You know your tires are responsible for getting you from A to B. But how much do you really know about the safety of those four wheels under your vehicle? Here are some surprising facts uncovered in a new AAA study about tire safety and tread depth.
Tires are the only point of contact between vehicles and the road. Every safety and control system in the vehicle relies on the ability of the car’s tires to maintain adequate traction. That is why safety guidelines are imposed on how worn vehicle tires can be before they are considered illegal to drive on.
The agency states that tires with a tread depth of 2/32” or less will not pass state safety inspections. Tires with tread below this threshold are known to be insufficient for a vehicle’s needs, especially in wet conditions.
However, a new study by AAA suggests that even tires that are within our state’s limits are more dangerous than people may realize.
How Safe Is the 2/32” Tire Depth Minimum?
AAA found that a tread depth of even 4/32”, twice as deep as the state standard for replacement, was measurably unsafe.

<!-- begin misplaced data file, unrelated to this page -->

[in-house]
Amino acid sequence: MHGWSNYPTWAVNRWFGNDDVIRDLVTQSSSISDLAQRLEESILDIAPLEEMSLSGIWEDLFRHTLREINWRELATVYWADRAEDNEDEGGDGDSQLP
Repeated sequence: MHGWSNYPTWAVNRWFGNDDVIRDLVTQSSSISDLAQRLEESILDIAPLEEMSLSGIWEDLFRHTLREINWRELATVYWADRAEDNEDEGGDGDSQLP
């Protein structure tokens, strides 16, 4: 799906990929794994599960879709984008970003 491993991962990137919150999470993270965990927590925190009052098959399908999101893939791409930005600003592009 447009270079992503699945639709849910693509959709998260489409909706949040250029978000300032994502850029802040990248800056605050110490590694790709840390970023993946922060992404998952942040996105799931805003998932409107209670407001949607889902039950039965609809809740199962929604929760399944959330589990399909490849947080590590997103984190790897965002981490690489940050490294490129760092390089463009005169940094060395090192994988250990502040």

The agency conducted tests on wet roads at speeds of 60 mph to compare the stopping ability of brand new tires versus those with a tread depth of 4/32”.
The tests discovered that, compared to new tires, those with a tread depth of 4/32” increased stopping distance by 43% – which means another 87 feet of stopping distance for cars. Put another way, the point at which the new tires reach a complete stop, the worn tires continue to travel at speeds of nearly 40 mph. No matter how hard you hit the brakes; your tires will keep traveling and could potentially cause a collision.
If you think buying more expensive tires is the answer, AAA has a caveat about that. The study found that tread depth had a much larger influence on tire performance than the cost of the tires. Worn tire performance for the most expensive all-season tires did not perform significantly better than the less expensive all-season tires in the study.
Precautionary Measures & Tire Tread Depth
The National Highway Traffic Safety Administration (NHTSA) found that one in every 11 crashes involved an issue with a tire prior to the accident.
So what can you do to help try to keep your tires up to par?
- Inform yourself of the functions and proper maintenance of your tires. Take matters into your own hands and stay up to date with information on tire safety.
- Test your own tire depth using a quarter. Turn the quarter upside down and place it in the tread; if you can see anything above the top of Washington’s hair, it is time to change the tire.
- Don’t wait to change your tires. Change them before they reach a tread depth of 4/32” instead of waiting until they reach the state-mandated minimum of 2/32”.
AAA notes that the 2/32” minimum may provide benefits in the form of lower warranty costs for manufacturers, but the human cost could be too high to ignore.
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